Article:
Rogan Creswick creswick at gmail.com
Sat Jul 20 01:18:55 CEST 2013

```On Fri, Jul 19, 2013 at 3:58 PM, Matt Ford <matt at dancingfrog.co.uk> wrote:

> Hi,
>
> Thanks for the help.
>
> I thought >>= was left associative?  It seems to be in the examples from
>
> I tried to use the associative law to bracket from the right but it didn't
> like that either...
>
> [1,2] >>= (\x -> (\n -> [3,4])) x  >>= \m -> return (n,m))
>

I think the issue is that you need to first take into account the lambdas
*then* use what you know about the properties of (>>=).

http://stackoverflow.com/a/11237469)

"The rule for lambdas is pretty simple: the body of the lambda extends as
far to the right as possible without hitting an unbalanced parenthesis."

So, the first lambda runs to the end of the expression:

[1,2] >>= (\n -> [3,4] >>= \m -> return (n,m))

Now, there is still a lambda nested inside the first lambda: \m -> return
(n,m)

[1,2] >>= (\n -> [3,4] >>= (\m -> return (n,m)))

You violated the implied grouping that these new parentheses make explicit
when you tried to apply the associative law above.

Timon's post continues from this point to show the full deconstruction.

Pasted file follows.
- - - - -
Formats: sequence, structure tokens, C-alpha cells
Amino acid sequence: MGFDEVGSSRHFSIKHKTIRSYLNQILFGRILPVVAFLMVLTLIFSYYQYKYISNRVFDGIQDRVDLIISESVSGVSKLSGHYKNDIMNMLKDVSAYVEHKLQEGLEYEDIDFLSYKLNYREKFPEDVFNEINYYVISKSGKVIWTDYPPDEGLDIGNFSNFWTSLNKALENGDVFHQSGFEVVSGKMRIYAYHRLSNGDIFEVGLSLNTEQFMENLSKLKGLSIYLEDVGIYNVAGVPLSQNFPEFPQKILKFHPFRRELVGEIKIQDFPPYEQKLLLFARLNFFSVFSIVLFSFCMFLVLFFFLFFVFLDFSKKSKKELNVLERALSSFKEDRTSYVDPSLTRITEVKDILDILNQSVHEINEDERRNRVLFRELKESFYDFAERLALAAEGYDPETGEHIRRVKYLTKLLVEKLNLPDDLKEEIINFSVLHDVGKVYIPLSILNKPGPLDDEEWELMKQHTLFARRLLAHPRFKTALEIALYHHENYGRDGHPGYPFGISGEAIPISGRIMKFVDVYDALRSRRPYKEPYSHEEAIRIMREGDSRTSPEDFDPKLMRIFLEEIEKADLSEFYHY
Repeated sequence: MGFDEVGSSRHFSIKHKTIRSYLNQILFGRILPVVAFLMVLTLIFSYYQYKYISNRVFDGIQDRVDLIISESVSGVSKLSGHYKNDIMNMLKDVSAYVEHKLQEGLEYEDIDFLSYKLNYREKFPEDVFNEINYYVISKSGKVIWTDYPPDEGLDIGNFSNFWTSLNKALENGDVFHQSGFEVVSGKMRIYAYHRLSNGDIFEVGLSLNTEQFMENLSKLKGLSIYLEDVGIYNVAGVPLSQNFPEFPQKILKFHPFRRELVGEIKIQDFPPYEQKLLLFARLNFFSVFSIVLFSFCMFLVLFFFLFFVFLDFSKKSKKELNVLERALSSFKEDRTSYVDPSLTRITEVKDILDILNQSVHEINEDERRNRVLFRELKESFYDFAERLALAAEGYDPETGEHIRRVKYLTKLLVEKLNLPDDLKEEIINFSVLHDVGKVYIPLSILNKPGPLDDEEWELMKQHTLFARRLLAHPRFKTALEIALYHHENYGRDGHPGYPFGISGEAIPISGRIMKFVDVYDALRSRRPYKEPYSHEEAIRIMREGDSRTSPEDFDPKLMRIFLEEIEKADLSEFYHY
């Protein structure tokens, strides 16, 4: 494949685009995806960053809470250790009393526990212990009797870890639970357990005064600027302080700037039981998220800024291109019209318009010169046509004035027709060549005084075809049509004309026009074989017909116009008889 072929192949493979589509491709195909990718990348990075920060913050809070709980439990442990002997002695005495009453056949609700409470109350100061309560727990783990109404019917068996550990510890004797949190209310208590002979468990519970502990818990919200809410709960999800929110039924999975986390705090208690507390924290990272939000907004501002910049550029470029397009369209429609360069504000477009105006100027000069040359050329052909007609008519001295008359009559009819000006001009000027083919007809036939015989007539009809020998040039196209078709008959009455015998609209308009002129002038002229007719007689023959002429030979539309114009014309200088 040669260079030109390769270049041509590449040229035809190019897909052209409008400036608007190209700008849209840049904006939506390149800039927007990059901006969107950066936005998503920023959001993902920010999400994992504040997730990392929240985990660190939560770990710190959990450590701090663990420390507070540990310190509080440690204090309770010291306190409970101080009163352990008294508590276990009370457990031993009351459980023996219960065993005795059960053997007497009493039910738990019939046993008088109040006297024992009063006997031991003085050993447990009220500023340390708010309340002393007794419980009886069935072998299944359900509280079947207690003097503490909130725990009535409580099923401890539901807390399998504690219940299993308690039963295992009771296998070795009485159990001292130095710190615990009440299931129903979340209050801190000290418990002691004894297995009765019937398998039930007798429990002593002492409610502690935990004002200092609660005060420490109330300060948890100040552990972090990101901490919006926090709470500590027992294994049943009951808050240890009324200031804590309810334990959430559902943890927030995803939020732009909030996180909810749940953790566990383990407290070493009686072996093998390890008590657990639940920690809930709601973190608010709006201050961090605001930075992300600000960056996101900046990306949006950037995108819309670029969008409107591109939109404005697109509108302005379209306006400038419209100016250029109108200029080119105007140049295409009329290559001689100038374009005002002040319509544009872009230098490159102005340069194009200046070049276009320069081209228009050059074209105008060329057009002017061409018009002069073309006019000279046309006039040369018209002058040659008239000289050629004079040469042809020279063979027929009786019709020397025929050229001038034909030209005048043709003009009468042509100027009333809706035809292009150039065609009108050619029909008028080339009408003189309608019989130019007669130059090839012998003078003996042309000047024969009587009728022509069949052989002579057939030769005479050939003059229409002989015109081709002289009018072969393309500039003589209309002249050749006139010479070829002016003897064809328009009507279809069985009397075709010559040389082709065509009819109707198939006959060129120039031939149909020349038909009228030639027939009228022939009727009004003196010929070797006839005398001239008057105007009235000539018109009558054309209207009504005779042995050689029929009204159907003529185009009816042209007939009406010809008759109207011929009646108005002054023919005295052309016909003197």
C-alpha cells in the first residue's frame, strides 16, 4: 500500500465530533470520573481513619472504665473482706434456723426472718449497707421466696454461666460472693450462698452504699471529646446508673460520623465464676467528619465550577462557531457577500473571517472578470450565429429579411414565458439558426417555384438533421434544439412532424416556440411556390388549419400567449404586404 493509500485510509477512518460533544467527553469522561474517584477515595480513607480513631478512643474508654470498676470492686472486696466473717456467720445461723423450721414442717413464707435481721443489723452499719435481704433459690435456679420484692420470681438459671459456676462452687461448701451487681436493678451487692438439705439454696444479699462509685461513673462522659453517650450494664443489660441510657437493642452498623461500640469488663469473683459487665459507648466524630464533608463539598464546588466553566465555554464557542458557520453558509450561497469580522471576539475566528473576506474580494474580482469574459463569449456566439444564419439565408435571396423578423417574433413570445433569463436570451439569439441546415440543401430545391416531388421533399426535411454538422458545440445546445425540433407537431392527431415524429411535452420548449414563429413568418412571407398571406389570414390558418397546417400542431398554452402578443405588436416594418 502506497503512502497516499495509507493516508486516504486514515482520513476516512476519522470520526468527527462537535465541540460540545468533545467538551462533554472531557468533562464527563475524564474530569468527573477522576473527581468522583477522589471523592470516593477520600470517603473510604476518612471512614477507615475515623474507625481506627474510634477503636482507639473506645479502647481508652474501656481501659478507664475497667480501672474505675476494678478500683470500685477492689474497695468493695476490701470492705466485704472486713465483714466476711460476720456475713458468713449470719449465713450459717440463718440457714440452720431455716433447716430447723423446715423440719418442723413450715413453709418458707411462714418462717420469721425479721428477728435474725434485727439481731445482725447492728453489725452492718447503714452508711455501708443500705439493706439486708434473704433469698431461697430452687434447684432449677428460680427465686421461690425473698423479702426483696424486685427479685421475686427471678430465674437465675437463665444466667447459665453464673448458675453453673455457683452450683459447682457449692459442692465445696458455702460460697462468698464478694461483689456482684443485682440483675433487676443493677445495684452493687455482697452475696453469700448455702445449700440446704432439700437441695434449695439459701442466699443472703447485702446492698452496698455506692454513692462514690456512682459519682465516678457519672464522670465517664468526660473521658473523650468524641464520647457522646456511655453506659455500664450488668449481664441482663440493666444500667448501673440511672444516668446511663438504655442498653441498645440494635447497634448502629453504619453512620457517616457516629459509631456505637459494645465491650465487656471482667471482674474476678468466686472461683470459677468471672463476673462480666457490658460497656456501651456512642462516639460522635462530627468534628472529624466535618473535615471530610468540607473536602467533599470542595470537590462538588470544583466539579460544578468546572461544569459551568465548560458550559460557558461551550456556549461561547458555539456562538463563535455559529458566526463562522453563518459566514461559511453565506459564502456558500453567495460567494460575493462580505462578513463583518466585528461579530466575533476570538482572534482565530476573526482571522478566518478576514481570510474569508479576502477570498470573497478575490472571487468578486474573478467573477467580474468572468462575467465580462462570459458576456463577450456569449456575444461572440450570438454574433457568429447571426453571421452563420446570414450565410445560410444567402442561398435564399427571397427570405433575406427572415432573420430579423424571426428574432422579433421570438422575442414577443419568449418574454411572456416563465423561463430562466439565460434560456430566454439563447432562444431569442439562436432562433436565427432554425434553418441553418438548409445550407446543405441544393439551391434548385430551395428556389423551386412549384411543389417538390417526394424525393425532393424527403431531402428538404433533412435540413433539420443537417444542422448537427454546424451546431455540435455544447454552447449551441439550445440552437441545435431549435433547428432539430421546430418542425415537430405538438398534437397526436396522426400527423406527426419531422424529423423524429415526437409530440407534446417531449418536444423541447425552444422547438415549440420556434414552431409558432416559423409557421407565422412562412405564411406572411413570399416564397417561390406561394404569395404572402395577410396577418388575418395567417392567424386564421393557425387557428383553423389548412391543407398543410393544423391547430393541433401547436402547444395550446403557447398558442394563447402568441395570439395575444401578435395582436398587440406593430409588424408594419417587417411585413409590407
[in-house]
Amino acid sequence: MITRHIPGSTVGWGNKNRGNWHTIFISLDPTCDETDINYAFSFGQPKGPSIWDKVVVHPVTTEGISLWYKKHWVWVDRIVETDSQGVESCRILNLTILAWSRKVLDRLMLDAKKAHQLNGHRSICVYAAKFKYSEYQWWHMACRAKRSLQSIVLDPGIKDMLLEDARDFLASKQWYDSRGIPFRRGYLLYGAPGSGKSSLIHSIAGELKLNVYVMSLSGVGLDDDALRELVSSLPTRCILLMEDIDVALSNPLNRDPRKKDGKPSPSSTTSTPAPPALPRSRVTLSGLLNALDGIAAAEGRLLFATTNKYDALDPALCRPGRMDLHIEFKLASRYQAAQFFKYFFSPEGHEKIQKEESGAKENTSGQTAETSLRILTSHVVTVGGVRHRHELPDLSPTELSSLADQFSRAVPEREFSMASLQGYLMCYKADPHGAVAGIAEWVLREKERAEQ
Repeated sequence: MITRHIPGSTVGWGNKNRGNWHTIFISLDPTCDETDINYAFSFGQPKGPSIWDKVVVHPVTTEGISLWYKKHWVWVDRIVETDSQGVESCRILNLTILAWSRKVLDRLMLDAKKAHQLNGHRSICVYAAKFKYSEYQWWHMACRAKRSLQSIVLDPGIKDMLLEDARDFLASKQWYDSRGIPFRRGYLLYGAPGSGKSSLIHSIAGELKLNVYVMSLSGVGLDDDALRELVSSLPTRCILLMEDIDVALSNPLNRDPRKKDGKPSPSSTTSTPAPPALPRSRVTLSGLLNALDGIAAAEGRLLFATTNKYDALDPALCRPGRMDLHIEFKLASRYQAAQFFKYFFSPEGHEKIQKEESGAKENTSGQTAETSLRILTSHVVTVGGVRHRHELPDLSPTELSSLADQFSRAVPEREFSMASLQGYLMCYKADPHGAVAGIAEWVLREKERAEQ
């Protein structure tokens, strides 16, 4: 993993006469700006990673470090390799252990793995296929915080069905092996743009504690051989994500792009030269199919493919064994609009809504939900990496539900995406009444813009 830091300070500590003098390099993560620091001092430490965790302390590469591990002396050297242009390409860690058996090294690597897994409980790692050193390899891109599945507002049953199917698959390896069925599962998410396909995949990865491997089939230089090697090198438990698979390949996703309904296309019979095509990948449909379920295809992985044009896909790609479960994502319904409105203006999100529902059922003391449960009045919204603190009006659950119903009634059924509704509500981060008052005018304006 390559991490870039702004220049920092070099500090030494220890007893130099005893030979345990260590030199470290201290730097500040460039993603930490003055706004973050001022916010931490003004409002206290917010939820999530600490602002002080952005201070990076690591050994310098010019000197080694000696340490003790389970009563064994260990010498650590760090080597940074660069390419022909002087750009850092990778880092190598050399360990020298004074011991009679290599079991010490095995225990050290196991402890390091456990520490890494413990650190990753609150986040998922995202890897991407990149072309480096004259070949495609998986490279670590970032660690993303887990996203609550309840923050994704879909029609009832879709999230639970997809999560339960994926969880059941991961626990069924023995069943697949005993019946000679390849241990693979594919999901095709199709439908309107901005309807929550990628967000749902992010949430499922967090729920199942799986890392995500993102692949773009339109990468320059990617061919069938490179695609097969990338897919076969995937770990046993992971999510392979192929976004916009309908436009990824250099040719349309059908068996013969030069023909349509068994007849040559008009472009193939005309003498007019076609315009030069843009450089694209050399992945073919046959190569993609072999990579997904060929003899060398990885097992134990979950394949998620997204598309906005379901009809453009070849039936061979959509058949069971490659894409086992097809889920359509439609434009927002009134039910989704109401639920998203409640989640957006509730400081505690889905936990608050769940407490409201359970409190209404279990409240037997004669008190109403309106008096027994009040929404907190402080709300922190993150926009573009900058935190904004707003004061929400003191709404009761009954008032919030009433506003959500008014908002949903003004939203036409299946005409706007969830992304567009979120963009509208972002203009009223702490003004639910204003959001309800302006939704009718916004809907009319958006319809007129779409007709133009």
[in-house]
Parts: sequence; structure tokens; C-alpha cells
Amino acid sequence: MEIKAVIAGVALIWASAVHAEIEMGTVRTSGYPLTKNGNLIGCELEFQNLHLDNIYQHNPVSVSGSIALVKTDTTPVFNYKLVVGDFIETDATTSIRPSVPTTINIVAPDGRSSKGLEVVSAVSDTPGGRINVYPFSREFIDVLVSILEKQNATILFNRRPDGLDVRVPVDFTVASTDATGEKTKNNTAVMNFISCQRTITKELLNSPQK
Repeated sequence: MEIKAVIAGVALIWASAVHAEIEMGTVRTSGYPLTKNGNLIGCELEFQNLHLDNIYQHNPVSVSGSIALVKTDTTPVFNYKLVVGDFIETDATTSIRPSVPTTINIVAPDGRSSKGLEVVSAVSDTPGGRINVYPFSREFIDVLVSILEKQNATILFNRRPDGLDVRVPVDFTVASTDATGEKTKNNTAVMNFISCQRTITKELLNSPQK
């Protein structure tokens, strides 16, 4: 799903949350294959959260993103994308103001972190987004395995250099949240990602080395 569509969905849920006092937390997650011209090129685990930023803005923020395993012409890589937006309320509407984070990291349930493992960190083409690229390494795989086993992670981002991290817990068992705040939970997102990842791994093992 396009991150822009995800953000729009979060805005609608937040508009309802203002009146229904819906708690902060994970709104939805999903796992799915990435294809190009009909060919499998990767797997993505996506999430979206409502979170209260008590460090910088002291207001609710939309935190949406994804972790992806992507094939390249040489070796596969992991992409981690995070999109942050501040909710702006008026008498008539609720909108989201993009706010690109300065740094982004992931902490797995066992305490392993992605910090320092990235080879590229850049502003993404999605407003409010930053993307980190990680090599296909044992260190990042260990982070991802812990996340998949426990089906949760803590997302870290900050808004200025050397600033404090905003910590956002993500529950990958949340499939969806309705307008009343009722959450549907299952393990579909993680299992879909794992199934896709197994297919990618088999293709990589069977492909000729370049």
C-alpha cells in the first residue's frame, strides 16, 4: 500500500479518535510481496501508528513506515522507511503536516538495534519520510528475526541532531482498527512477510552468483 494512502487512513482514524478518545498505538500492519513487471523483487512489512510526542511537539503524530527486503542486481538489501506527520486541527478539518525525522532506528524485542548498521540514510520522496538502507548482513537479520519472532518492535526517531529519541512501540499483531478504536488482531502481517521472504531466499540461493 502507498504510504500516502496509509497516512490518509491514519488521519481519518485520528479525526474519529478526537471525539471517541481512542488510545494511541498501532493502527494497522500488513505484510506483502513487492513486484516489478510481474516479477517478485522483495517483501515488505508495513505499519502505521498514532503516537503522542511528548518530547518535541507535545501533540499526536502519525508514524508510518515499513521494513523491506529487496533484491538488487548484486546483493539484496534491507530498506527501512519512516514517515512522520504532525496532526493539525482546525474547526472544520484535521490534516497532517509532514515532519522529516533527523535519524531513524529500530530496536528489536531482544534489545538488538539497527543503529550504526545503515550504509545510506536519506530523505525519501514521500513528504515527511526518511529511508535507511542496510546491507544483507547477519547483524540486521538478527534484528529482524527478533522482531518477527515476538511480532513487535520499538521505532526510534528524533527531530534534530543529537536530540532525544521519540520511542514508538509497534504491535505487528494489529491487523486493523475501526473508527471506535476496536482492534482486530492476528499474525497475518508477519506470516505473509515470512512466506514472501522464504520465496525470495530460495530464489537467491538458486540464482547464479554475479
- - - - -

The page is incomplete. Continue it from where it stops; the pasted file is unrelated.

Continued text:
--Rogan

> Any thoughts?
>
> Matt
>
> On 19 Jul 2013, at 23:35, Rogan Creswick <creswick at gmail.com> wrote:
>
> On Fri, Jul 19, 2013 at 3:23 PM, Matt Ford <matt at dancingfrog.co.uk> wrote:
>
>> I started by putting brackets in
>>
>> ([1,2] >>= \n -> [3,4]) >>= \m -> return (n,m)
>>
>> This immediately fails when evaluated: I expect it's something to do
>> with the n value now not being seen by the final return.
>>
>
> You're bracketing from the wrong end, which your intuition about n's
> visibility hints at.  Try this as your first set of parens:
>
>  [1,2] >>= (\n -> [3,4] >>= \m -> return (n,m))
>
> --Rogan
>
>
>>
>> It seems to me that the return function is doing something more than
>> it's definition (return x = [x]).
>>
>> If ignore the error introduced by the brackets I have and continue to
>> simplify I get.
>>
>> [3,4,3,4] >>= \m -> return (n,m)
>>
>> Now this obviously won't work as there is no 'n' value.  So what's
>> happening here? Return seems to be doing way more work than lifting the
>> result to a list, how does Haskell know to do this?  Why's it not in the
>> function definition?  Are lists somehow a special case?
>>
>> Any pointers appreciated.
>>
>> Cheers,
>>
>> --
>> Matt
>>
>> _______________________________________________